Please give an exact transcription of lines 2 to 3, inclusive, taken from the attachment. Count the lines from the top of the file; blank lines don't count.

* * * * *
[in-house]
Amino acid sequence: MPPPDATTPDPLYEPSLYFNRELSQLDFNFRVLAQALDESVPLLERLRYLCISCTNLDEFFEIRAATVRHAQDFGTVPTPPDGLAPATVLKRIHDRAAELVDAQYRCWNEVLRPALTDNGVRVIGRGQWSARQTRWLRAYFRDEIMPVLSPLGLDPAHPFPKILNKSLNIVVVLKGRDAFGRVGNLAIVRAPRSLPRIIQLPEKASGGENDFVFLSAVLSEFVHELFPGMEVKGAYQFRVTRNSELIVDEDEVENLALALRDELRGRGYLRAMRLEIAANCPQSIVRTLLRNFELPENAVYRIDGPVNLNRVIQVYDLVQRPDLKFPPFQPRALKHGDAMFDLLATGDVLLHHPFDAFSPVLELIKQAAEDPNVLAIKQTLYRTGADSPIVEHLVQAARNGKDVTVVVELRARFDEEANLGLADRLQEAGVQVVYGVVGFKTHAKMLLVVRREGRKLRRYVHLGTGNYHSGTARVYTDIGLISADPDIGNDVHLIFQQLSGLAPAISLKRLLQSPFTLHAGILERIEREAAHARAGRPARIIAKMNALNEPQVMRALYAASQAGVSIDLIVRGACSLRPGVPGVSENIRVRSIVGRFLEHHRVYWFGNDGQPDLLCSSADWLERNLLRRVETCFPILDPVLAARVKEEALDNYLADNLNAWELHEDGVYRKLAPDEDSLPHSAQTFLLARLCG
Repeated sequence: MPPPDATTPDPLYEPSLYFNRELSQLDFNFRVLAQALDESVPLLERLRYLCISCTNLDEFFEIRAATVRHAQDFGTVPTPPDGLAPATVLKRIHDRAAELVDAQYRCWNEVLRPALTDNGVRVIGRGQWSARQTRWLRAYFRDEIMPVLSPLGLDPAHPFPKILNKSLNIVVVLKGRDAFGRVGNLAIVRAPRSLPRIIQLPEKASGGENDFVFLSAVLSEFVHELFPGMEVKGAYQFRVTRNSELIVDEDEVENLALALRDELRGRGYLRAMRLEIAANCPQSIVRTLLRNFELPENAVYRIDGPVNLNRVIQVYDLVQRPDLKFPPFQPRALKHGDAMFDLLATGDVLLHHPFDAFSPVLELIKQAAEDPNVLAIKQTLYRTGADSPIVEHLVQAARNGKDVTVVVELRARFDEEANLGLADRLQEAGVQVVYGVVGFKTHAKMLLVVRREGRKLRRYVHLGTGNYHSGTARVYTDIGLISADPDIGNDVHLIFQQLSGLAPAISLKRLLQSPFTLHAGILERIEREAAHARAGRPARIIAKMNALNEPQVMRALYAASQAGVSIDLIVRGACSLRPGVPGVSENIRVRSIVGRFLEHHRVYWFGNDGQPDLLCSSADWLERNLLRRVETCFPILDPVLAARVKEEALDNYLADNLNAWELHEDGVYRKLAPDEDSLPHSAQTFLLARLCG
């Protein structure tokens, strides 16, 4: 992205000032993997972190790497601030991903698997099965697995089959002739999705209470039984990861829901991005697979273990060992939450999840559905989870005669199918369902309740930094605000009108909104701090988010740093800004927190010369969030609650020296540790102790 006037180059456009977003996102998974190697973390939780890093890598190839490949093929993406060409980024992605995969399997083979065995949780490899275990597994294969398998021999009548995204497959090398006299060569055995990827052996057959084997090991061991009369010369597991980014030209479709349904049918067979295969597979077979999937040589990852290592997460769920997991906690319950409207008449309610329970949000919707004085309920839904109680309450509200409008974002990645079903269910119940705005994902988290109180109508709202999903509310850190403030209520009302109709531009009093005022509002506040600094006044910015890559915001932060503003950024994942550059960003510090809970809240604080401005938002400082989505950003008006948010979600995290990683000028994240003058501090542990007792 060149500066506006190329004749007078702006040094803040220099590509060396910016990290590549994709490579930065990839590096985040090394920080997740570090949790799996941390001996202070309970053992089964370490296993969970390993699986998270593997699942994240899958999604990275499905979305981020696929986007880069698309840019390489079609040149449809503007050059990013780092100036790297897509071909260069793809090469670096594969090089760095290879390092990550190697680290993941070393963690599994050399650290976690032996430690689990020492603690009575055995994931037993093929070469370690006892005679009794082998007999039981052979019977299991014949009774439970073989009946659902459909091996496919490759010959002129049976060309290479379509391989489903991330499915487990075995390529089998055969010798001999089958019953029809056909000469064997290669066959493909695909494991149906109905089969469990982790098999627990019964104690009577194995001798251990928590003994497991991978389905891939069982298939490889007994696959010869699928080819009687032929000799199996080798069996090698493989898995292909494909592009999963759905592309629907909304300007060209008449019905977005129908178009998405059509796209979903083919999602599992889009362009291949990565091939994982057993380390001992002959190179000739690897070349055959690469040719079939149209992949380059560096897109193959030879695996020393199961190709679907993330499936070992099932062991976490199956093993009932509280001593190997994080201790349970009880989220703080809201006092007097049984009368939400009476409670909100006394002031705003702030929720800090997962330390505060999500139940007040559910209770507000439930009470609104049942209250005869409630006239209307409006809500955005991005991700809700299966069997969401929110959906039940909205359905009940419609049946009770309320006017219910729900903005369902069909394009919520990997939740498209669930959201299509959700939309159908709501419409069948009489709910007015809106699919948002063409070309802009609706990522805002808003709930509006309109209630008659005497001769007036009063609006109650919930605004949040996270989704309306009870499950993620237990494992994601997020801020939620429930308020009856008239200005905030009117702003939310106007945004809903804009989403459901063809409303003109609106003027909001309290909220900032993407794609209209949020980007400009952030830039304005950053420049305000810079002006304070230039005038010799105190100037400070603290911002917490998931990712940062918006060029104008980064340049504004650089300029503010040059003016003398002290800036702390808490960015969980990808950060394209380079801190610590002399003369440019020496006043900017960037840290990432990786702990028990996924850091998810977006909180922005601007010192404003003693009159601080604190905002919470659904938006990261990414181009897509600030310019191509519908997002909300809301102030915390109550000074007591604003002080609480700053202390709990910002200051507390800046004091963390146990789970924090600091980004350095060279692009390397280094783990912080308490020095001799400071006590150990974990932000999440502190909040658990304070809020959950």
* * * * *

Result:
Amino acid sequence: MPPPDATTPDPLYEPSLYFNRELSQLDFNFRVLAQALDESVPLLERLRYLCISCTNLDEFFEIRAATVRHAQDFGTVPTPPDGLAPATVLKRIHDRAAELVDAQYRCWNEVLRPALTDNGVRVIGRGQWSARQTRWLRAYFRDEIMPVLSPLGLDPAHPFPKILNKSLNIVVVLKGRDAFGRVGNLAIVRAPRSLPRIIQLPEKASGGENDFVFLSAVLSEFVHELFPGMEVKGAYQFRVTRNSELIVDEDEVENLALALRDELRGRGYLRAMRLEIAANCPQSIVRTLLRNFELPENAVYRIDGPVNLNRVIQVYDLVQRPDLKFPPFQPRALKHGDAMFDLLATGDVLLHHPFDAFSPVLELIKQAAEDPNVLAIKQTLYRTGADSPIVEHLVQAARNGKDVTVVVELRARFDEEANLGLADRLQEAGVQVVYGVVGFKTHAKMLLVVRREGRKLRRYVHLGTGNYHSGTARVYTDIGLISADPDIGNDVHLIFQQLSGLAPAISLKRLLQSPFTLHAGILERIEREAAHARAGRPARIIAKMNALNEPQVMRALYAASQAGVSIDLIVRGACSLRPGVPGVSENIRVRSIVGRFLEHHRVYWFGNDGQPDLLCSSADWLERNLLRRVETCFPILDPVLAARVKEEALDNYLADNLNAWELHEDGVYRKLAPDEDSLPHSAQTFLLARLCG
Repeated sequence: MPPPDATTPDPLYEPSLYFNRELSQLDFNFRVLAQALDESVPLLERLRYLCISCTNLDEFFEIRAATVRHAQDFGTVPTPPDGLAPATVLKRIHDRAAELVDAQYRCWNEVLRPALTDNGVRVIGRGQWSARQTRWLRAYFRDEIMPVLSPLGLDPAHPFPKILNKSLNIVVVLKGRDAFGRVGNLAIVRAPRSLPRIIQLPEKASGGENDFVFLSAVLSEFVHELFPGMEVKGAYQFRVTRNSELIVDEDEVENLALALRDELRGRGYLRAMRLEIAANCPQSIVRTLLRNFELPENAVYRIDGPVNLNRVIQVYDLVQRPDLKFPPFQPRALKHGDAMFDLLATGDVLLHHPFDAFSPVLELIKQAAEDPNVLAIKQTLYRTGADSPIVEHLVQAARNGKDVTVVVELRARFDEEANLGLADRLQEAGVQVVYGVVGFKTHAKMLLVVRREGRKLRRYVHLGTGNYHSGTARVYTDIGLISADPDIGNDVHLIFQQLSGLAPAISLKRLLQSPFTLHAGILERIEREAAHARAGRPARIIAKMNALNEPQVMRALYAASQAGVSIDLIVRGACSLRPGVPGVSENIRVRSIVGRFLEHHRVYWFGNDGQPDLLCSSADWLERNLLRRVETCFPILDPVLAARVKEEALDNYLADNLNAWELHEDGVYRKLAPDEDSLPHSAQTFLLARLCG